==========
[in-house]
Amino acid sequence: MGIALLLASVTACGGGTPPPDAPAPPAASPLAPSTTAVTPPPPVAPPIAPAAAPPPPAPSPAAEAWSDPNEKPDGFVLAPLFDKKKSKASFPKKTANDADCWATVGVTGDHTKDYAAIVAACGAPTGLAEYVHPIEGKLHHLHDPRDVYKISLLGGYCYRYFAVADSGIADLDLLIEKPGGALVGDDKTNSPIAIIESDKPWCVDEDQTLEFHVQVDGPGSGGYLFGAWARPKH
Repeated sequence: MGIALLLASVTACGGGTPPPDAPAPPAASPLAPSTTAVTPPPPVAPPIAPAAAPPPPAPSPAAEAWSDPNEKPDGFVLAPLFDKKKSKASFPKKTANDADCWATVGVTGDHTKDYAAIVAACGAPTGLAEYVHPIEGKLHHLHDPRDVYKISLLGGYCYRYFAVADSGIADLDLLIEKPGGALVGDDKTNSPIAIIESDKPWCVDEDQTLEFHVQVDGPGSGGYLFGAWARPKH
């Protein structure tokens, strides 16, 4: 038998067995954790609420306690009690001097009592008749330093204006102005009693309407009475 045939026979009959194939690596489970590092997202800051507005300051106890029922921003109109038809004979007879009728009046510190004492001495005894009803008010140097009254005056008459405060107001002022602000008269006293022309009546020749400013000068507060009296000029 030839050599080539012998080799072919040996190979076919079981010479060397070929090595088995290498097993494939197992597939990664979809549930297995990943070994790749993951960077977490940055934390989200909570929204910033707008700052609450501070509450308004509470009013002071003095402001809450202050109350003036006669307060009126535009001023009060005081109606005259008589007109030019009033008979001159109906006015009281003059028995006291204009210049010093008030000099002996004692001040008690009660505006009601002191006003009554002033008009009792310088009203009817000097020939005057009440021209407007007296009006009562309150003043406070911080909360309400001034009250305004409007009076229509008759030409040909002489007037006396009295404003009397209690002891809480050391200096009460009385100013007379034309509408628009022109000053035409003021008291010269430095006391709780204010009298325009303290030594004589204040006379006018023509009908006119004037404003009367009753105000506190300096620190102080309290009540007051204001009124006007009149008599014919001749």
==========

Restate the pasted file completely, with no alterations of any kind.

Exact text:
[in-house]
Amino acid sequence: MGIALLLASVTACGGGTPPPDAPAPPAASPLAPSTTAVTPPPPVAPPIAPAAAPPPPAPSPAAEAWSDPNEKPDGFVLAPLFDKKKSKASFPKKTANDADCWATVGVTGDHTKDYAAIVAACGAPTGLAEYVHPIEGKLHHLHDPRDVYKISLLGGYCYRYFAVADSGIADLDLLIEKPGGALVGDDKTNSPIAIIESDKPWCVDEDQTLEFHVQVDGPGSGGYLFGAWARPKH
Repeated sequence: MGIALLLASVTACGGGTPPPDAPAPPAASPLAPSTTAVTPPPPVAPPIAPAAAPPPPAPSPAAEAWSDPNEKPDGFVLAPLFDKKKSKASFPKKTANDADCWATVGVTGDHTKDYAAIVAACGAPTGLAEYVHPIEGKLHHLHDPRDVYKISLLGGYCYRYFAVADSGIADLDLLIEKPGGALVGDDKTNSPIAIIESDKPWCVDEDQTLEFHVQVDGPGSGGYLFGAWARPKH
């Protein structure tokens, strides 16, 4: 038998067995954790609420306690009690001097009592008749330093204006102005009693309407009475 045939026979009959194939690596489970590092997202800051507005300051106890029922921003109109038809004979007879009728009046510190004492001495005894009803008010140097009254005056008459405060107001002022602000008269006293022309009546020749400013000068507060009296000029 030839050599080539012998080799072919040996190979076919079981010479060397070929090595088995290498097993494939197992597939990664979809549930297995990943070994790749993951960077977490940055934390989200909570929204910033707008700052609450501070509450308004509470009013002071003095402001809450202050109350003036006669307060009126535009001023009060005081109606005259008589007109030019009033008979001159109906006015009281003059028995006291204009210049010093008030000099002996004692001040008690009660505006009601002191006003009554002033008009009792310088009203009817000097020939005057009440021209407007007296009006009562309150003043406070911080909360309400001034009250305004409007009076229509008759030409040909002489007037006396009295404003009397209690002891809480050391200096009460009385100013007379034309509408628009022109000053035409003021008291010269430095006391709780204010009298325009303290030594004589204040006379006018023509009908006119004037404003009367009753105000506190300096620190102080309290009540007051204001009124006007009149008599014919001749």